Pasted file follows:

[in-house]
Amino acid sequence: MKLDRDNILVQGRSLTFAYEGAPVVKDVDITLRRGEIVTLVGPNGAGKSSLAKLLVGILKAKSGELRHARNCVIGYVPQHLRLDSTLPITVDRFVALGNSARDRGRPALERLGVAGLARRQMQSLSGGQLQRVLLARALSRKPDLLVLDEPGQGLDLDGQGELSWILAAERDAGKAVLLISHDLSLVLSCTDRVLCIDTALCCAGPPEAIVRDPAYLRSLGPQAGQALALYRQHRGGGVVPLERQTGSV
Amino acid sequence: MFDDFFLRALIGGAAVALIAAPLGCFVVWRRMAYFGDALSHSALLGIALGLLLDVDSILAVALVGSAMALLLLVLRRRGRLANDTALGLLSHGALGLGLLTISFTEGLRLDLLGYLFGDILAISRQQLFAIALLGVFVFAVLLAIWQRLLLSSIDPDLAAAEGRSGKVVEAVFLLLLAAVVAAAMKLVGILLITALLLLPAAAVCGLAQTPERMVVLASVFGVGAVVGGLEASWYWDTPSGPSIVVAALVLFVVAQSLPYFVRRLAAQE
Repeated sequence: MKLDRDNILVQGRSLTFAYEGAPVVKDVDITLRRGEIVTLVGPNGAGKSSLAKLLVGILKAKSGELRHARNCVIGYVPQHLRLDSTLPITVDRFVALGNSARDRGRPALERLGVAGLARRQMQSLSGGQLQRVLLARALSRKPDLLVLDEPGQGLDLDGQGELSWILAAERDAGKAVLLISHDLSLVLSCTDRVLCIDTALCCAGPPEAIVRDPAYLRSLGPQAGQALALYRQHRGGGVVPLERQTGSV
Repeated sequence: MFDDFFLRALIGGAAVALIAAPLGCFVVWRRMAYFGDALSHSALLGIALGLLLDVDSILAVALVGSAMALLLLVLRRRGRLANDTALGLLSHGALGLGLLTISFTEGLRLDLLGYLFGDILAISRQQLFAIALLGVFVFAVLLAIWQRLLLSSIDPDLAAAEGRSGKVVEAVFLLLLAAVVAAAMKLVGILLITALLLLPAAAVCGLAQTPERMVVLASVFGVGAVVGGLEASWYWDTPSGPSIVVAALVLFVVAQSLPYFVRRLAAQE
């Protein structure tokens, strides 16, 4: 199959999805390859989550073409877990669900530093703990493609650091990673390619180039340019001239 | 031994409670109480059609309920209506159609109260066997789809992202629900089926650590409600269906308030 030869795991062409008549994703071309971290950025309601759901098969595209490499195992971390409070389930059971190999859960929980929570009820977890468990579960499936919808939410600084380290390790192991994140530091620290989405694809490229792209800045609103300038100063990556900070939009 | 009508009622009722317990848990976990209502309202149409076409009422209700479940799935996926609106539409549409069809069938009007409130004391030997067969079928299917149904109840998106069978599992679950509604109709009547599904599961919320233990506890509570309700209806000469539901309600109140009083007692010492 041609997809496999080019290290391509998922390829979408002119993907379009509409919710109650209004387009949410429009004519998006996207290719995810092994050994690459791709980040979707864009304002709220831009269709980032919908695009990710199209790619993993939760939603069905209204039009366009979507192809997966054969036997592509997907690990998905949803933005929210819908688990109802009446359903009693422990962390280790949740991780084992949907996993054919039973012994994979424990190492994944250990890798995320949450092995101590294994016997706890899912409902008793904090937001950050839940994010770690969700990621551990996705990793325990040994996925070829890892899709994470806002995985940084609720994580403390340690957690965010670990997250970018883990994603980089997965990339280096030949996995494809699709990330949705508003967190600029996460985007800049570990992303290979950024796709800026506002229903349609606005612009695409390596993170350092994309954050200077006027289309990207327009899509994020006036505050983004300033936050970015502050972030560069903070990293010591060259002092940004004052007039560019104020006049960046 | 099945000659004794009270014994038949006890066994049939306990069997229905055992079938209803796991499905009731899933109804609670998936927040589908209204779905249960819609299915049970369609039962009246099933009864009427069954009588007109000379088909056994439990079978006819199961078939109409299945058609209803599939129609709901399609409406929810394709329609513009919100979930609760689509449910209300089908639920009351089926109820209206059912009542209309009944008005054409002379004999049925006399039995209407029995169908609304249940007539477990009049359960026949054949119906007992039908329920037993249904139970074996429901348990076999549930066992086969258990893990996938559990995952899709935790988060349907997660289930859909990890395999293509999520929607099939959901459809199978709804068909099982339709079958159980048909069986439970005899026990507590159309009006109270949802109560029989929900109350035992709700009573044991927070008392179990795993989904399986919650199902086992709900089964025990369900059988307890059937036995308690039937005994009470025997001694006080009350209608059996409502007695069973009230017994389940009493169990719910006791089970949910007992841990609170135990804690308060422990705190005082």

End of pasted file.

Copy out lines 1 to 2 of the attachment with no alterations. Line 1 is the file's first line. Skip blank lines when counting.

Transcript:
[in-house]
Amino acid sequence: MKLDRDNILVQGRSLTFAYEGAPVVKDVDITLRRGEIVTLVGPNGAGKSSLAKLLVGILKAKSGELRHARNCVIGYVPQHLRLDSTLPITVDRFVALGNSARDRGRPALERLGVAGLARRQMQSLSGGQLQRVLLARALSRKPDLLVLDEPGQGLDLDGQGELSWILAAERDAGKAVLLISHDLSLVLSCTDRVLCIDTALCCAGPPEAIVRDPAYLRSLGPQAGQALALYRQHRGGGVVPLERQTGSV